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Emanuel Parvu Three Kilometres to the End of the World Review


Three Kilometres To The End Of The World | 2024 Cannes Film Festival Review

Three Kilometres To The End Of The World | 2024 Cannes Film Festival Review

It Can’t Happen Here: Parvu’s Agonizing Procedural on Small Town Homophobia

For his third feature, Three Kilometers to the End of the World, Romanian director Emanuel Pârvu once again tackles a scenario of strained relations between children and their parents. In the familiar tradition of the titans of the Romanian New Wave, Pârvu presents an excruciating scenario of corruption and torturous bureaucracy in post-Communist Romania which unspools like a criminal procedural. Fluctuating power plays abound when a young man is beaten for being gay while on summer vacation in his small village, an isolated community in the Danube Delta, which can only be reached via boat. Immediately, the conflicting agendas of local law enforcement, the victimizers, and the teenager’s ignorant parents clash, setting in motion a swiftly evolving ripple effect of physical and emotional trauma for the young man at the center of this discord.

Parvu settles quickly into the film’s main conflict as seventeen-year-old Adi (Ciprian Chiujdea) returns home one night badly beaten, presumedly for tender caresses shared with a young man from out of town on a dimly lit street. The perpetrators are the sons of the local big fish and corporate gangster, Zentov (Richard Bovnoczki), whom Adi’s father (Bogdan Dumitrache of When Evening Falls on Bucharest or Metabolism, 2013) unfortunately owes money to. The police chief (Valeriu Andriuta) is also good buddies with Zentov, who has power over whether he’ll get the early retirement he wants. When it’s discovered Adi was beat up for being gay, it seems a clear relief to the police chief—this is something everyone would like to have covered up, including Adi’s overtly religious mother (Laura Vasiliu) (4 Months, 3 Weeks, 2 Days, 2007). But this causes a drastic spiral at home, leading to an exorcism against Adi’s will, who is later locked within his room. Luckily, his sole friend, Ilinca (Ingrid Berescu), a local girl his parents previously thought he was dating, reports the situation to Children’s Services in the nearest town, Telciu. An investigator arrives, only to cause the locals to scramble to cover up their crimes, leaving Adi with all the power, should he choose to file a complaint.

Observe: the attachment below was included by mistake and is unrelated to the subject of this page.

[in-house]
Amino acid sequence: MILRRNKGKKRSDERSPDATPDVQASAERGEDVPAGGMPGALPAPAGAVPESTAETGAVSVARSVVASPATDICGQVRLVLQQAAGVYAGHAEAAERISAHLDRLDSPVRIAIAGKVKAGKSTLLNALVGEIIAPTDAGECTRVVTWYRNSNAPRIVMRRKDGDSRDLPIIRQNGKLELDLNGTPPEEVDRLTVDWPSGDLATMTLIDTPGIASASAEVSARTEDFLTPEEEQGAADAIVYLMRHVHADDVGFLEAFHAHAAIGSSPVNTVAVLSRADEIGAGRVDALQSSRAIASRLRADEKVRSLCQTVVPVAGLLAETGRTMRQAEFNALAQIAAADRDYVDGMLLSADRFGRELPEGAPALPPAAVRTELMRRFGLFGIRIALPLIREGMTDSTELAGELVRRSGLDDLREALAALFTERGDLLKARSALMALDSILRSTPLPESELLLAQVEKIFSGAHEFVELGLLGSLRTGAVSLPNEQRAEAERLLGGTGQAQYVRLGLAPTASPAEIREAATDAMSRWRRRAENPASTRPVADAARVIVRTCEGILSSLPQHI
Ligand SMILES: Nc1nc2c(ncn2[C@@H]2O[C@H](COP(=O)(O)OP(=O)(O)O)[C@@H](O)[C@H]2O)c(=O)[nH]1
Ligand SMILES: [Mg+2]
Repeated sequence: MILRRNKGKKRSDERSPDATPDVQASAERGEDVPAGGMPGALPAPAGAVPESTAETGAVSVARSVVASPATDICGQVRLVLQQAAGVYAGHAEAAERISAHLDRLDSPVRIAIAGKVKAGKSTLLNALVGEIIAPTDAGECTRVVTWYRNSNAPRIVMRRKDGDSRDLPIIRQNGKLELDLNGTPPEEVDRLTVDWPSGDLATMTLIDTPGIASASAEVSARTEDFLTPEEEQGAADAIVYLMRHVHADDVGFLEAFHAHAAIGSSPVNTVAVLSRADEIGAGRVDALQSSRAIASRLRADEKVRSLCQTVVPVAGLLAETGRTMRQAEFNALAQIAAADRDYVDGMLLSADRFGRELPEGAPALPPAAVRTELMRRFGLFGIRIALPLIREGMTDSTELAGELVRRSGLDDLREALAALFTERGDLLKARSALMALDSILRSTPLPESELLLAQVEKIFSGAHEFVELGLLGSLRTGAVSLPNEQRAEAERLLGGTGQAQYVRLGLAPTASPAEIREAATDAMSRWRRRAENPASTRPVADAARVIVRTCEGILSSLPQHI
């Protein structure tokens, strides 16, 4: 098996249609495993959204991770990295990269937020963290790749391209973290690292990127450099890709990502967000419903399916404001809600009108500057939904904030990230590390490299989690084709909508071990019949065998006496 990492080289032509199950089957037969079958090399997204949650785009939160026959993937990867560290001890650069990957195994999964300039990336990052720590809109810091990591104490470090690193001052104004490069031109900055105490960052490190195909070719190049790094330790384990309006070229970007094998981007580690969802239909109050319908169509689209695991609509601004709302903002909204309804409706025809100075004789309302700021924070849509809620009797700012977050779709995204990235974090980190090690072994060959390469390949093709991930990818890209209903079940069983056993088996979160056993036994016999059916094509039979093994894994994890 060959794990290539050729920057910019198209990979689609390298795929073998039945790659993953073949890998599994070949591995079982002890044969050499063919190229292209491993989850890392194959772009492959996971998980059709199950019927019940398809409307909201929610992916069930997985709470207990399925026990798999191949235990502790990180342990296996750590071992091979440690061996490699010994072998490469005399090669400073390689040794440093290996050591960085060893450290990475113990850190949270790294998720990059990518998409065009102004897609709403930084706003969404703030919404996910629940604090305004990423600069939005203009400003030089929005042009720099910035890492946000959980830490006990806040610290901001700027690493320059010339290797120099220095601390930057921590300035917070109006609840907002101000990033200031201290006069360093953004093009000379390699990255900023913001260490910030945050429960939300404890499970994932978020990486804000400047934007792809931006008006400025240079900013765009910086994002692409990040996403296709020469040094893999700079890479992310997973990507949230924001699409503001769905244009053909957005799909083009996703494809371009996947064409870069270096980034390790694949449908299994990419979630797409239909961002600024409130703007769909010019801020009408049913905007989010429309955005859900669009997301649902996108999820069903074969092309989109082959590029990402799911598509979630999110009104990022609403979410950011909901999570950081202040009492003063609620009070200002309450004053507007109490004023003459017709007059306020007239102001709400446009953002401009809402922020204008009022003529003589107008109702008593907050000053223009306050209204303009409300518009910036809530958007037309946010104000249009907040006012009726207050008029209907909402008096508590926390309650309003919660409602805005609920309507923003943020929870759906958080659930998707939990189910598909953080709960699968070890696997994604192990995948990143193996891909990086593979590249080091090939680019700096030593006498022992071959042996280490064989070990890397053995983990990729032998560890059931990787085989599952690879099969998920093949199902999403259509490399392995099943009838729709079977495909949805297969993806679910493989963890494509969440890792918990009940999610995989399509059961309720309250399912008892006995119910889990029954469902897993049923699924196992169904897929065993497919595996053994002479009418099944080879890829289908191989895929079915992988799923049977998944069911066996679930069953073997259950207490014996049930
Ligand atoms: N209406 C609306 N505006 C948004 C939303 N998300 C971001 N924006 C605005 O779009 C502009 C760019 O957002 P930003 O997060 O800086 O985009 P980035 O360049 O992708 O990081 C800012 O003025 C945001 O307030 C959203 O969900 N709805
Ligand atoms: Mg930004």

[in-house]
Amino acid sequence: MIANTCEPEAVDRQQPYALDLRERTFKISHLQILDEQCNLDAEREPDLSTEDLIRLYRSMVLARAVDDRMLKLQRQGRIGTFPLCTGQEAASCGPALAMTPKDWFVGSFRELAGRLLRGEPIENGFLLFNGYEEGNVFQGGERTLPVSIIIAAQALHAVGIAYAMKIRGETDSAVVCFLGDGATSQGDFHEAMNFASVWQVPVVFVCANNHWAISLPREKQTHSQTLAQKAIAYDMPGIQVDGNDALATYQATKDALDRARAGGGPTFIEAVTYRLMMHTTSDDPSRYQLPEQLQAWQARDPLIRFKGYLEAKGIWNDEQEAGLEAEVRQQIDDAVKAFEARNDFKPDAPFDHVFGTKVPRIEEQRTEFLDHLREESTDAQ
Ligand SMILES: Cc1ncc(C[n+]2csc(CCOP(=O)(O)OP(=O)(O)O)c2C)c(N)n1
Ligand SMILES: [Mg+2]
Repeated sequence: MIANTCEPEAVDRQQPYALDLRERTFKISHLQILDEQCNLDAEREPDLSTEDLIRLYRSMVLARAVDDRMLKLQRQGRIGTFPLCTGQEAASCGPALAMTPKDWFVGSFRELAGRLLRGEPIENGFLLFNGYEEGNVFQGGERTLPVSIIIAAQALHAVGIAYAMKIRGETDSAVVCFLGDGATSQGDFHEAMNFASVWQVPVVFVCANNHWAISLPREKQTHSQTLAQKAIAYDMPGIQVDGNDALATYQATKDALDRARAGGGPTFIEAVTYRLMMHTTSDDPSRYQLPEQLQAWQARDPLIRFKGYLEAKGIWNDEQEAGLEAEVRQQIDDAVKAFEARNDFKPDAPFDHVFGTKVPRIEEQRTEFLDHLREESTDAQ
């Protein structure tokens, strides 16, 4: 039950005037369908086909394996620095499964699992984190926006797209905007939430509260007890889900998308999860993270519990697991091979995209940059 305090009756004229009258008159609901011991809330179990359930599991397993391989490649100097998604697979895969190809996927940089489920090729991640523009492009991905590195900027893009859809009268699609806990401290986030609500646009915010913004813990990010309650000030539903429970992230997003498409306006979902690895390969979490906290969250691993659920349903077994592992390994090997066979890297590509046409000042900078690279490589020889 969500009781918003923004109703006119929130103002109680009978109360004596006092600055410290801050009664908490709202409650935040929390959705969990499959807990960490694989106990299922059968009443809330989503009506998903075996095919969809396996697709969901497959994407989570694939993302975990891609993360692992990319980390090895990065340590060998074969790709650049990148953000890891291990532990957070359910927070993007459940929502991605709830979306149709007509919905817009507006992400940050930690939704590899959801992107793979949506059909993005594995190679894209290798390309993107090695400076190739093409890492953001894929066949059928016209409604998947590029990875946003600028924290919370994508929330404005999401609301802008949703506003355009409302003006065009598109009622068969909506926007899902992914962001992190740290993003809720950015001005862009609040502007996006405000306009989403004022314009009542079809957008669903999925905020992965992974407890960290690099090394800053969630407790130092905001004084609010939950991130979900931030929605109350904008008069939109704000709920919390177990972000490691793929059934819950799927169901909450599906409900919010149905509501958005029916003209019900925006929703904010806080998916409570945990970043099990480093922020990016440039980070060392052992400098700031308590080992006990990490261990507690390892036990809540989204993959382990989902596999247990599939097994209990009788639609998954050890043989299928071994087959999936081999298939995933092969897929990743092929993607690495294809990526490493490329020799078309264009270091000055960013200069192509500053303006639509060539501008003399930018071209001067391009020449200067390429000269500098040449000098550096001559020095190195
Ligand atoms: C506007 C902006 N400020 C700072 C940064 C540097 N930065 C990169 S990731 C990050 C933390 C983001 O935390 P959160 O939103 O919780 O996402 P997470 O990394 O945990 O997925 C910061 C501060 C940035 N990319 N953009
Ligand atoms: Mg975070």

Pârvu’s examination of homophobia in a small town might be excused or written off based on its specific location. But in truth, this ignorance, these attitudes, and this violence against the LGBTQ+ community happens everywhere, in cities and towns large and small, in countries proud of their progressiveness and those hellbent on remaining as archaic as possible. The subject matter and tonality are perhaps most comparable to Pârvu’s fellow countryman, Cristian Mungiu, who has explored a similar wretchedness experienced by those whose lives force them into situations at odds with the rigid cultural framework forced upon them. Mungiu’s forte has almost exclusively dealt with the lives of women whose bodies or sexuality have been subject to religious or legal sanction, and Mungiu’s Beyond the Hills (2012) is an apt comparison. It’s refreshing to see Parvu tackling homosexuality head on, even if anyone within the community is well acquainted with these stories and experiences, adept at compartmentalizing and numbing oneself to witnessing another example in a never-ending parade of these sorts of narratives, which often end tragically, or in some other heavily compromised sort of fashion.

The film hits its stride when an investigator (Alina Berzunteanu) from Children’s Services shows up, though she’s thwarted at every conceivable step. The best moment arrives upon her interrogation of the ignorant priest (Adrian Titieni) who performed the exorcism. “You can believe whatever you want, but you can’t do whatever you want,” she wearily remarks. At the end of the day, justice is hardly something we can expect for Adi—but he gets the next best thing.

Reviewed on May 17th at the 2024 Cannes Film Festival – Competition. 105 Mins.


Los Angeles based Nicholas Bell is's Chief Film Critic and covers film festivals such as Sundance, Berlin, Cannes and TIFF. He is part of the critic groups on Rotten Tomatoes, The Los Angeles Film Critics Association (LAFCA), FIPRESCI, the Online Film Critics Society (OFCS) and GALECA. His top 3 for 2023: The Beast (Bonello) Poor Things (Lanthimos), Master Gardener (Schrader). He was a jury member at the 2019 Cleveland International Film Festival.

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